About the sources

Clay tablets

The Encyclopaedia is preserved on documents of a very unusual type. They are "tablets" made from "clay". The clay is actually silt washed down the river Tigris. During the spring, the Tigris would flood, leaving easily accessible deposits of fine mud along its banks. The scribes would collect this material, remove stones and vegetation, and knead it to make it ready for writing on. The clay was formed into "tablets": carefully made blocks of a specific size and shape. A tablet made for the Encyclopaedia was larger than normal. It's about the same size as a sheet of A4 paper, but much thicker, and much heavier. This was not something that a scribe would put in their pocket and carry around. It's a reference book. The clay would need to have been moist for the scribe to write on it comfortably. A completed tablet would be left to air dry, and perhaps even subjected to artificial heating to strengthen it. We don't know how long it would have taken a scribe to write a tablet, or how long tablet clay could be kept moist.


The Encyclopaedia was made for the library of King Ashurbanipal. Within a generation after his death, his empire was destroyed and his capital looted and burned. His library had been stored in his palaces. There, anything that wasn't taken away was smashed and burned by the invaders. The wooden writing boards and parchment scrolls were consumed in the flames. Any that survived the fire rotted away in the centuries that followed. Not a single example survives today. Clay tablets, like the ones the Encyclopaedia was written on, didn't suffer in the same way. A few examples show signs of bubbling and melting in the extreme heat. But fire tends to make clay tablets stronger, ironically preserving them better than if no disaster had befallen them. However, the invaders seem to have systematically smashed the library tablets to ensure that their contents could never be used again. Knowledge was power; smashing tablets was a way of hindering any Assyrian political recovery.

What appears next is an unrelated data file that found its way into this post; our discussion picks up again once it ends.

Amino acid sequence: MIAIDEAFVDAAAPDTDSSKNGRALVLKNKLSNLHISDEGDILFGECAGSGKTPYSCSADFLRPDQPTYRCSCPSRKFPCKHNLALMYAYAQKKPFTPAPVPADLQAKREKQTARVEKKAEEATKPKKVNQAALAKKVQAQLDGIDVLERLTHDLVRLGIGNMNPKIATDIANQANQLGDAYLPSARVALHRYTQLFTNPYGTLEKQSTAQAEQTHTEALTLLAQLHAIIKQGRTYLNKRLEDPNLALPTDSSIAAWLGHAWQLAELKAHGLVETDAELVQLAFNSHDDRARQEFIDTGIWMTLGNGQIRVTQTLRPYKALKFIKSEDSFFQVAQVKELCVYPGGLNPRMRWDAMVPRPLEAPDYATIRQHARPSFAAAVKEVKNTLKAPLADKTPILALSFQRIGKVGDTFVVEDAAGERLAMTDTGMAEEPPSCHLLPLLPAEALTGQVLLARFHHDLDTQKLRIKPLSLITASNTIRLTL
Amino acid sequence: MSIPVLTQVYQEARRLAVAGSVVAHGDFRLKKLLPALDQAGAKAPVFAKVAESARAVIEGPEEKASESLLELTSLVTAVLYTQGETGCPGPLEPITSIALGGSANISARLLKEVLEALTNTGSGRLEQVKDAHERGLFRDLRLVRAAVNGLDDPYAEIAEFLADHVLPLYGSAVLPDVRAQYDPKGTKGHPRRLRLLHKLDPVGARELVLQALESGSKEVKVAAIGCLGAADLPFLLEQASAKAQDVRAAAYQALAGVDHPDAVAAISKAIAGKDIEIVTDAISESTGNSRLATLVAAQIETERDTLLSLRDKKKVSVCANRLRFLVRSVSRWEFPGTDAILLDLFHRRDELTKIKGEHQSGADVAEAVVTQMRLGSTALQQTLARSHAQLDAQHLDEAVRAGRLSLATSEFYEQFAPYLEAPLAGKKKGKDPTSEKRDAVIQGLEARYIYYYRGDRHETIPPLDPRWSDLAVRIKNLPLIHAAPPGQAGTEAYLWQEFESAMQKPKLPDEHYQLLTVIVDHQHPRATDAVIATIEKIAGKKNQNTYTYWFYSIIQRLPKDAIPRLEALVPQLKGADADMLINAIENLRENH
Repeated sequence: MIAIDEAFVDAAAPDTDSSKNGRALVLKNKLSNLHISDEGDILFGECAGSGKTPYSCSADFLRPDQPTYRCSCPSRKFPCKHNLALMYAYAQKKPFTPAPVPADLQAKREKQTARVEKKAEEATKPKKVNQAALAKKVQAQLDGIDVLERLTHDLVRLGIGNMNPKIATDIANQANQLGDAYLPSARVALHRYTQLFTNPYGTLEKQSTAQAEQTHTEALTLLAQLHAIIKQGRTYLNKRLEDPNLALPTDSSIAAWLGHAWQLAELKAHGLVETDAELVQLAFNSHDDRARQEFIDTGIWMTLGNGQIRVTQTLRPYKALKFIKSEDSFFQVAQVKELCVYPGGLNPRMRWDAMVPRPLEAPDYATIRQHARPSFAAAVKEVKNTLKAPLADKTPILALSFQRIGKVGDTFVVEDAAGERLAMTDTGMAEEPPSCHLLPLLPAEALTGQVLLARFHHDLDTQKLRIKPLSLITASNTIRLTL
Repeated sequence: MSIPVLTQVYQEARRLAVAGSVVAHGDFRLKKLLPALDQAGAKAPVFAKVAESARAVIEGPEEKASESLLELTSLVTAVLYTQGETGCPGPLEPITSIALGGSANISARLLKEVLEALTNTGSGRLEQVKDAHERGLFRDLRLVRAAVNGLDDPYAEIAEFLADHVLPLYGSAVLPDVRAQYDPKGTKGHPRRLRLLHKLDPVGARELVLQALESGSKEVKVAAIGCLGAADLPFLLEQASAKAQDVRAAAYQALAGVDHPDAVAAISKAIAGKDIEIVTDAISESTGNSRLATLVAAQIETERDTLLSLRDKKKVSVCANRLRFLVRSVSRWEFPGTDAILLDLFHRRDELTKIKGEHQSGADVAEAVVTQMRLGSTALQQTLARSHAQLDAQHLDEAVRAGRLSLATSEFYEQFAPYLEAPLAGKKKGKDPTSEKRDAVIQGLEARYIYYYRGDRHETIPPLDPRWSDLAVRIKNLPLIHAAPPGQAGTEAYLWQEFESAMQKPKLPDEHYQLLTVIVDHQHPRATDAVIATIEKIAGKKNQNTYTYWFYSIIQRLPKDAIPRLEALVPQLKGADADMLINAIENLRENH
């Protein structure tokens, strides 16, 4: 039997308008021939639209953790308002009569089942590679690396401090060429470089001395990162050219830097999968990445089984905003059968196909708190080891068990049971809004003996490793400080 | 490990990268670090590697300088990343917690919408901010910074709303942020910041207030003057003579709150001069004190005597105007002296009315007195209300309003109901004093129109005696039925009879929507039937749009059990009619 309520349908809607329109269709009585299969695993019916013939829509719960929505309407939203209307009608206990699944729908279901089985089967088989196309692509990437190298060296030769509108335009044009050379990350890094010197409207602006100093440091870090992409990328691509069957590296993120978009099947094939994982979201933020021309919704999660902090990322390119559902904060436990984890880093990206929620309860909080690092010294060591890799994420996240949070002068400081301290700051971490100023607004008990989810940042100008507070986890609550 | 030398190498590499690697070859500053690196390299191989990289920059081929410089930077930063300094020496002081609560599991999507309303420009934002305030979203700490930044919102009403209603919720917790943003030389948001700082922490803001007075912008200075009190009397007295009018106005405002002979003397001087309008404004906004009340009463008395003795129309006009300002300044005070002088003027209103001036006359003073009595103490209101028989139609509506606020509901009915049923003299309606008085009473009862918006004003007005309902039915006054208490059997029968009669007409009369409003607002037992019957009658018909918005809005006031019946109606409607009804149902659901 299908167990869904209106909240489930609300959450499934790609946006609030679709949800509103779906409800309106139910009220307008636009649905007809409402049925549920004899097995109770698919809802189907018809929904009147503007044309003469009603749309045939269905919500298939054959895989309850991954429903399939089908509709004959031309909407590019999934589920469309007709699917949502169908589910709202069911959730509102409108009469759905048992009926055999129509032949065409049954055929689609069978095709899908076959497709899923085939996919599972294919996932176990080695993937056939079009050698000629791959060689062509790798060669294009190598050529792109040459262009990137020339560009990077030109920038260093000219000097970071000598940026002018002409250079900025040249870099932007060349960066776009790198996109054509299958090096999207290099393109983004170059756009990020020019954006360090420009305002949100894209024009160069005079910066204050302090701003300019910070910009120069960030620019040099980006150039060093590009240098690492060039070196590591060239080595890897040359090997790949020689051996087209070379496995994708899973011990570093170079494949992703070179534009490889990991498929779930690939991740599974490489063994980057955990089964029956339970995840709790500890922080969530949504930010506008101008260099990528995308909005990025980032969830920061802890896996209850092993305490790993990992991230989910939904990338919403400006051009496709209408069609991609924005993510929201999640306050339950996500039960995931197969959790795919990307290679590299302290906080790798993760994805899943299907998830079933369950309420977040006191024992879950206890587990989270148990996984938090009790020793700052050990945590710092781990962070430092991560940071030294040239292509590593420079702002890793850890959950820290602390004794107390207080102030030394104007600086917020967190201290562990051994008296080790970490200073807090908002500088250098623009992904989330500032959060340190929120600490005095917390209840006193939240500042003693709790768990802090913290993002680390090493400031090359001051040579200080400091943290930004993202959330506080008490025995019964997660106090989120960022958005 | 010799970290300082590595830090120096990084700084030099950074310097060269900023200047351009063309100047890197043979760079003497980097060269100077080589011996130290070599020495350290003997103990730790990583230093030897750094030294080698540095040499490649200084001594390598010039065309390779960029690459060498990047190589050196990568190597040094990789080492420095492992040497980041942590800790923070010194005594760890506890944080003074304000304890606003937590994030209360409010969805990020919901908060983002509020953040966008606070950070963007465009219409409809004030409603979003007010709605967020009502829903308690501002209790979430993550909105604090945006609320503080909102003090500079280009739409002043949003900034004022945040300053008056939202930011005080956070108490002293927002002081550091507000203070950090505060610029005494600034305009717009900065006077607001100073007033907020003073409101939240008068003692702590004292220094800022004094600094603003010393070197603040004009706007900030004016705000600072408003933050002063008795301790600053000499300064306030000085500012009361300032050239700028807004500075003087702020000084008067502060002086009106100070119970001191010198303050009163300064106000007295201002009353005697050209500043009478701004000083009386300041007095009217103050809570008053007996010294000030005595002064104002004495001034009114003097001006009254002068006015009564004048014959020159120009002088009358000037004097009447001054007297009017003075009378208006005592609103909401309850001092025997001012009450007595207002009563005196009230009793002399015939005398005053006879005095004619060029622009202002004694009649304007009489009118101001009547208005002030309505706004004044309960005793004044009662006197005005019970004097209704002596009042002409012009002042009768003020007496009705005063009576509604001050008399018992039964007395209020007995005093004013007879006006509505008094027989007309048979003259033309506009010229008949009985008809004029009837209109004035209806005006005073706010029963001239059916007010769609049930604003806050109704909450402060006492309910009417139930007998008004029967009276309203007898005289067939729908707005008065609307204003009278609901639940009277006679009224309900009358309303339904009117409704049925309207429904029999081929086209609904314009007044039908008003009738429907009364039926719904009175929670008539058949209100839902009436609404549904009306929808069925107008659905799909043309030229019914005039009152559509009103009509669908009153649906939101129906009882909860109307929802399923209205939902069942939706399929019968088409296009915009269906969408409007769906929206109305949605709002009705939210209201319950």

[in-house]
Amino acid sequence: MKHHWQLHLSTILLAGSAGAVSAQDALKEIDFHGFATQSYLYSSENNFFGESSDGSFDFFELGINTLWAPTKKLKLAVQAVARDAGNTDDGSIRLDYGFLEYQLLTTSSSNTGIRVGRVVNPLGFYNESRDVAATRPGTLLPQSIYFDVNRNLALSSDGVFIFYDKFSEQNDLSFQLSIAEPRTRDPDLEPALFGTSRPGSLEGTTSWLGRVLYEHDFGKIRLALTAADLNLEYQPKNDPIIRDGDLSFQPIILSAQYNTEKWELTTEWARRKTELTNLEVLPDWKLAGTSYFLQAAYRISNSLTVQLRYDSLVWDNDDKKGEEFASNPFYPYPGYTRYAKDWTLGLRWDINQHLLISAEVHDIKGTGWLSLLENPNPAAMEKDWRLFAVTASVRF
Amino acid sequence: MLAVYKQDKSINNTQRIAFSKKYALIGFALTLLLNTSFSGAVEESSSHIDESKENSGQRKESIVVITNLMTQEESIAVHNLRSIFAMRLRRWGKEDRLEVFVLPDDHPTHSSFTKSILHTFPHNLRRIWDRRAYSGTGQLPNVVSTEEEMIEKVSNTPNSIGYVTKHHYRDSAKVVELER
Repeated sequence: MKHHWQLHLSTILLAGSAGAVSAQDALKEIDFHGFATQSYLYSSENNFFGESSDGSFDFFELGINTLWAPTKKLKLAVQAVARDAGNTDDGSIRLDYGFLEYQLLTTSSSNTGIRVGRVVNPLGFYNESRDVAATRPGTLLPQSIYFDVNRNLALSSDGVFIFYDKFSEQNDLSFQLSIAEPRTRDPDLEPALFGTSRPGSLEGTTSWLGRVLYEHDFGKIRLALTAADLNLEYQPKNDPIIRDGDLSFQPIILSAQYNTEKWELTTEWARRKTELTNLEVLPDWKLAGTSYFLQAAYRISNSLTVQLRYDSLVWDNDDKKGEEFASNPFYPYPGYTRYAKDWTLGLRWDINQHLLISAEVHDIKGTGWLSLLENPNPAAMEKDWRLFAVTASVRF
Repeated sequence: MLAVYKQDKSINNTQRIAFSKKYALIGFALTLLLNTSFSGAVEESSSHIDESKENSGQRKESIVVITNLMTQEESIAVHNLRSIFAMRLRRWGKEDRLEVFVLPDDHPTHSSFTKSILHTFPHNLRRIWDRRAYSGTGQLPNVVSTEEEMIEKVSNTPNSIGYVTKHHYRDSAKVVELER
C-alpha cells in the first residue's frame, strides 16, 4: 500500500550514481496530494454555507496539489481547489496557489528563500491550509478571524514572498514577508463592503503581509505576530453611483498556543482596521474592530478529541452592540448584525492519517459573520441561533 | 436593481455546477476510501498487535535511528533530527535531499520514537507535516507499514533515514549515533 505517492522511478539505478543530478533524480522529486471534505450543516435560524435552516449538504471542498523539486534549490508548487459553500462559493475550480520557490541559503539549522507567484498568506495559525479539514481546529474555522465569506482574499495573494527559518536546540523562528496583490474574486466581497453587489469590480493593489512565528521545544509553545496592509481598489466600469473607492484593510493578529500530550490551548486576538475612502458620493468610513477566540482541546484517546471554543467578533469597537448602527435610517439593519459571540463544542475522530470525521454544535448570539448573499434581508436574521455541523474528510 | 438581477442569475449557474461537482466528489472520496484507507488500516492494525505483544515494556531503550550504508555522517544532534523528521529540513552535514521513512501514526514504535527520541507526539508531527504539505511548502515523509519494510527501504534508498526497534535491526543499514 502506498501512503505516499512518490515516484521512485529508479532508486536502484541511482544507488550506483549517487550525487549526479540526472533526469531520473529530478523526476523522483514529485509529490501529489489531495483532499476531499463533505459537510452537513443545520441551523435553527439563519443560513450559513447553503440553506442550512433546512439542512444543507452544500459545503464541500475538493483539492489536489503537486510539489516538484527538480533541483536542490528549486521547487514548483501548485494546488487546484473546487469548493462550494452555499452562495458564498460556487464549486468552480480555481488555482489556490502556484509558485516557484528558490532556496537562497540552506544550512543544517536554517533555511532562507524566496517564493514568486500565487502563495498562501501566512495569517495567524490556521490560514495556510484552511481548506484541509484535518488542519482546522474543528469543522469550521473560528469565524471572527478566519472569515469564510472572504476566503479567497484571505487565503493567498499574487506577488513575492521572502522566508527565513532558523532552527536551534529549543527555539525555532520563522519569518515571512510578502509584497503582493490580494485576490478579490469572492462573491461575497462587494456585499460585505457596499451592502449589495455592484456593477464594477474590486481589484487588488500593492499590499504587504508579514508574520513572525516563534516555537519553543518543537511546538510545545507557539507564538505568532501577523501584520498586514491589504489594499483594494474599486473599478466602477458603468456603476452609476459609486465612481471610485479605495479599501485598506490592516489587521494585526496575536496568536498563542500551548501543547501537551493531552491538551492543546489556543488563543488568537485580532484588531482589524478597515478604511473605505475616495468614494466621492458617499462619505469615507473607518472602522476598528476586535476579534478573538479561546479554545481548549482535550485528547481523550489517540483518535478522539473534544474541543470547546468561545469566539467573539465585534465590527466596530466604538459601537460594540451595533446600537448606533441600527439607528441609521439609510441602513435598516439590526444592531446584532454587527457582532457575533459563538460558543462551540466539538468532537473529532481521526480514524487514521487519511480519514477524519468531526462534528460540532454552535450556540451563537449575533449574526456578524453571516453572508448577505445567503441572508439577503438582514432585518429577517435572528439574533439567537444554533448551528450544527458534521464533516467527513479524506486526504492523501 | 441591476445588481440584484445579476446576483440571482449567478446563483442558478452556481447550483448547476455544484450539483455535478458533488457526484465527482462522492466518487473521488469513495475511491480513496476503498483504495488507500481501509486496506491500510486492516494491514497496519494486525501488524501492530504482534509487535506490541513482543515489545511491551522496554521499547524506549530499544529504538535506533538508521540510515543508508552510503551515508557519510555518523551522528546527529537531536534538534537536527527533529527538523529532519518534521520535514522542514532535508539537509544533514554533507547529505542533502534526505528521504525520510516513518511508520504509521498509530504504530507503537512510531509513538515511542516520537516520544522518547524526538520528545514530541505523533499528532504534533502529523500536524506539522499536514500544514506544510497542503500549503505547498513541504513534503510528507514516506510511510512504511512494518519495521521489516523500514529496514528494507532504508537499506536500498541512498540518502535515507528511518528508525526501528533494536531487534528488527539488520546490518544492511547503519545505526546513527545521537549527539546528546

Re-joining fragments

What archaeologists found when they excavated the remains of the library in the mid-19th century was scattered dumps of broken fragments mixed together. In the 170 years since then, cuneiform specialists have been trying to identify the fragments and reassemble them back into their original tablets. This is done using several clues. Since the Encyclopaedia tablets were unusually large, they can sometimes be identified even in fragmentary form. Their shape can suggest which other fragment they belong with. Of course the text is important too, although not all medical tablets belonged to the Encyclopaedia. So it is not always possible to determine which group a fragment belongs to. It's like trying to complete thousands of jigsaws all at once, without knowing what any of the pictures are, and without having all the pieces.

Fragments being joined back into their original tablet

Sequence of images showing fragments being joined back into their original tablet. Images by Krisztian Simko. © The Trustees of the British Museum

Fragments being joined back into their original tablet

Sequence of images showing fragments being joined back into their original tablet. Images by Krisztian Simko. © The Trustees of the British Museum